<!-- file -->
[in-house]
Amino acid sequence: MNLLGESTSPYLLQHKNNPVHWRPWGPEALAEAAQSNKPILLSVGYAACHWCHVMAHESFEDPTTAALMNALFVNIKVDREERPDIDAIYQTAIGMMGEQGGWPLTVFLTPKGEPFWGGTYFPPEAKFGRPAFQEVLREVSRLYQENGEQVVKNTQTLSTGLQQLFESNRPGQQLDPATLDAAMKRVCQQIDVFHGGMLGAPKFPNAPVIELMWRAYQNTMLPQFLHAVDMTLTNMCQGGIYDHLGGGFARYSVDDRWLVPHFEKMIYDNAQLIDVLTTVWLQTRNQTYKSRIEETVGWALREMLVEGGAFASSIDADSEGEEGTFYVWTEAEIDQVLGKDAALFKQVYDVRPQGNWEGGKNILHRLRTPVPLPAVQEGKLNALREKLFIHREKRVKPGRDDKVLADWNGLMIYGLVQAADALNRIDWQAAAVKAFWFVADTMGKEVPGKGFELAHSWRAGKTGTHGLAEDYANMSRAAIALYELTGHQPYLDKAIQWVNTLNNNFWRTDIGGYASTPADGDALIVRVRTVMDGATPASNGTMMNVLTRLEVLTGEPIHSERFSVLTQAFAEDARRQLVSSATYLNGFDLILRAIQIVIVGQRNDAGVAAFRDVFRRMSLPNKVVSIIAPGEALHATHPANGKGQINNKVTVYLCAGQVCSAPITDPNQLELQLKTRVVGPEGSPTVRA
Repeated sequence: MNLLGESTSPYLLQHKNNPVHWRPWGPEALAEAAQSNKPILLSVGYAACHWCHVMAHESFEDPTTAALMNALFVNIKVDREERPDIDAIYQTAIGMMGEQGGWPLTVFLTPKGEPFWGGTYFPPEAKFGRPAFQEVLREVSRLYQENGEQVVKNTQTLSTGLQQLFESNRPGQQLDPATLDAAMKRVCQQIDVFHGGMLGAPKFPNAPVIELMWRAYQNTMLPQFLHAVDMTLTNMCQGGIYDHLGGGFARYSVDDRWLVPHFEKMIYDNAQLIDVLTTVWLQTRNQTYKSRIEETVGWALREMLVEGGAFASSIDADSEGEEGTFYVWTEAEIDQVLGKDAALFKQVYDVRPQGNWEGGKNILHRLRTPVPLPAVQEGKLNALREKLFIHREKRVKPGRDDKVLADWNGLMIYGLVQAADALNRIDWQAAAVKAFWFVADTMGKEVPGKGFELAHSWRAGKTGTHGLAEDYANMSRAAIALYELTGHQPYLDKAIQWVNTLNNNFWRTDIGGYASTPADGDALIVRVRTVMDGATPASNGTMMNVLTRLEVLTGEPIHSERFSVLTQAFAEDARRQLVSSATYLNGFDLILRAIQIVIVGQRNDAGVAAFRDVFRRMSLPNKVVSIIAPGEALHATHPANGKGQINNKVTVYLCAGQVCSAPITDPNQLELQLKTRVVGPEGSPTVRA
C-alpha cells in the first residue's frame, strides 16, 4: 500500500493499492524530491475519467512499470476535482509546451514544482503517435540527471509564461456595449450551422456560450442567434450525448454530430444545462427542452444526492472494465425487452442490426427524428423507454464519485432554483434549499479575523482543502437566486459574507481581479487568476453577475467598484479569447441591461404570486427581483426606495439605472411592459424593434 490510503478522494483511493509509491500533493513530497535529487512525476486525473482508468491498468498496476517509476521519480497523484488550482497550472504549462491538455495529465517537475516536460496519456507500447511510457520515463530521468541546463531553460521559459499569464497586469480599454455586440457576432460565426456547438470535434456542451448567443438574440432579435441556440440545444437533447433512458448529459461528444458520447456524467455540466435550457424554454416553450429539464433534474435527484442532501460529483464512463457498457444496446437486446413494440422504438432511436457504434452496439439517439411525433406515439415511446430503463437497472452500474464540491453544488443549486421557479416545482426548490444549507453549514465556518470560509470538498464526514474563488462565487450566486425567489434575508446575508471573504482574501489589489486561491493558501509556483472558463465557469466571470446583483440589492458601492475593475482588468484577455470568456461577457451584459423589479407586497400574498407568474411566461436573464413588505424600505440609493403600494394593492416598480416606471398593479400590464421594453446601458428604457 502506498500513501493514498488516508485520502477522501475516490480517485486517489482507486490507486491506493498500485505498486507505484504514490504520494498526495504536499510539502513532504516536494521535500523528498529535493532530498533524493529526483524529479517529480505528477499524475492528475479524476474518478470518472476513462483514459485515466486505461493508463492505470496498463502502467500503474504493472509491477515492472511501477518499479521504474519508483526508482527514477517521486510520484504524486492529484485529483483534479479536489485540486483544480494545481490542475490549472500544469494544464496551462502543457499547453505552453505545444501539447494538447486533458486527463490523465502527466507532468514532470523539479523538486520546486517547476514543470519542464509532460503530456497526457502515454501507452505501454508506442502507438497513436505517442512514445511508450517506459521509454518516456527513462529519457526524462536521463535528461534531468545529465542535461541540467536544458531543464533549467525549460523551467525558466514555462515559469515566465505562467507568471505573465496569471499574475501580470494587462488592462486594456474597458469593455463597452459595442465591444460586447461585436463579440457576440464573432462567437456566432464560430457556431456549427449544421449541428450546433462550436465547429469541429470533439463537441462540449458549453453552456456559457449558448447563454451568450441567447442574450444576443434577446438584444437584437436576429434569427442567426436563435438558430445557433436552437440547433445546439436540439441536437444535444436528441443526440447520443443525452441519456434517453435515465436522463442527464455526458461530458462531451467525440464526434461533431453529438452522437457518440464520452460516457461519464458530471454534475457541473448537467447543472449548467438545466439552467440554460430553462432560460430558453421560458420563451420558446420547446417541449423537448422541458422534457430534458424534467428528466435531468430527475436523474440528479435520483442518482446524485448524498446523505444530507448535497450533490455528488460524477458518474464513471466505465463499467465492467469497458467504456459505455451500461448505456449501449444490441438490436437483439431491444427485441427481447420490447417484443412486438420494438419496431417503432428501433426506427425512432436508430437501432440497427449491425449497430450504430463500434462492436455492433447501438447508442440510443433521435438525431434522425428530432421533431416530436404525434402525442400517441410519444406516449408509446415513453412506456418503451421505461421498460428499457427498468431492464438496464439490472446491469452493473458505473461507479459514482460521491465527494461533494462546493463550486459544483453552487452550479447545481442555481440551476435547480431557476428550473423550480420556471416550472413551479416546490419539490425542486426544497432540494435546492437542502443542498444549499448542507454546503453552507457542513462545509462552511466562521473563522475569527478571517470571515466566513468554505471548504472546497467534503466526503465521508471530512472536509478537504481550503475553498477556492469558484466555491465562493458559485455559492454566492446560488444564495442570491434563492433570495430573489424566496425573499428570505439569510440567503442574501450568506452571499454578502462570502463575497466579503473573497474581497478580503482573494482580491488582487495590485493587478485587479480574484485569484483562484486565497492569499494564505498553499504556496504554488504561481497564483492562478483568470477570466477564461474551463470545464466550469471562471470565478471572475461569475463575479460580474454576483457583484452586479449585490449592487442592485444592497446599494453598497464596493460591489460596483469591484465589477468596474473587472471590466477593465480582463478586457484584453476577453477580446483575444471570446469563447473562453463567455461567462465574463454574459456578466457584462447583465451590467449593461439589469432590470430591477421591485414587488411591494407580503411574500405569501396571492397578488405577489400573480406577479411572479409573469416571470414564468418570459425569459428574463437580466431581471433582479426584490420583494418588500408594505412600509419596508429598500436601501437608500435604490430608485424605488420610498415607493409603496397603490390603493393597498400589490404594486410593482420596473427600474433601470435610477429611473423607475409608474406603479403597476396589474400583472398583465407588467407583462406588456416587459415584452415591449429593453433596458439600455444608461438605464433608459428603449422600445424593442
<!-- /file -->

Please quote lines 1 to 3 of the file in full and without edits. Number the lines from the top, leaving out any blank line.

[in-house]
Amino acid sequence: MNLLGESTSPYLLQHKNNPVHWRPWGPEALAEAAQSNKPILLSVGYAACHWCHVMAHESFEDPTTAALMNALFVNIKVDREERPDIDAIYQTAIGMMGEQGGWPLTVFLTPKGEPFWGGTYFPPEAKFGRPAFQEVLREVSRLYQENGEQVVKNTQTLSTGLQQLFESNRPGQQLDPATLDAAMKRVCQQIDVFHGGMLGAPKFPNAPVIELMWRAYQNTMLPQFLHAVDMTLTNMCQGGIYDHLGGGFARYSVDDRWLVPHFEKMIYDNAQLIDVLTTVWLQTRNQTYKSRIEETVGWALREMLVEGGAFASSIDADSEGEEGTFYVWTEAEIDQVLGKDAALFKQVYDVRPQGNWEGGKNILHRLRTPVPLPAVQEGKLNALREKLFIHREKRVKPGRDDKVLADWNGLMIYGLVQAADALNRIDWQAAAVKAFWFVADTMGKEVPGKGFELAHSWRAGKTGTHGLAEDYANMSRAAIALYELTGHQPYLDKAIQWVNTLNNNFWRTDIGGYASTPADGDALIVRVRTVMDGATPASNGTMMNVLTRLEVLTGEPIHSERFSVLTQAFAEDARRQLVSSATYLNGFDLILRAIQIVIVGQRNDAGVAAFRDVFRRMSLPNKVVSIIAPGEALHATHPANGKGQINNKVTVYLCAGQVCSAPITDPNQLELQLKTRVVGPEGSPTVRA
Repeated sequence: MNLLGESTSPYLLQHKNNPVHWRPWGPEALAEAAQSNKPILLSVGYAACHWCHVMAHESFEDPTTAALMNALFVNIKVDREERPDIDAIYQTAIGMMGEQGGWPLTVFLTPKGEPFWGGTYFPPEAKFGRPAFQEVLREVSRLYQENGEQVVKNTQTLSTGLQQLFESNRPGQQLDPATLDAAMKRVCQQIDVFHGGMLGAPKFPNAPVIELMWRAYQNTMLPQFLHAVDMTLTNMCQGGIYDHLGGGFARYSVDDRWLVPHFEKMIYDNAQLIDVLTTVWLQTRNQTYKSRIEETVGWALREMLVEGGAFASSIDADSEGEEGTFYVWTEAEIDQVLGKDAALFKQVYDVRPQGNWEGGKNILHRLRTPVPLPAVQEGKLNALREKLFIHREKRVKPGRDDKVLADWNGLMIYGLVQAADALNRIDWQAAAVKAFWFVADTMGKEVPGKGFELAHSWRAGKTGTHGLAEDYANMSRAAIALYELTGHQPYLDKAIQWVNTLNNNFWRTDIGGYASTPADGDALIVRVRTVMDGATPASNGTMMNVLTRLEVLTGEPIHSERFSVLTQAFAEDARRQLVSSATYLNGFDLILRAIQIVIVGQRNDAGVAAFRDVFRRMSLPNKVVSIIAPGEALHATHPANGKGQINNKVTVYLCAGQVCSAPITDPNQLELQLKTRVVGPEGSPTVRA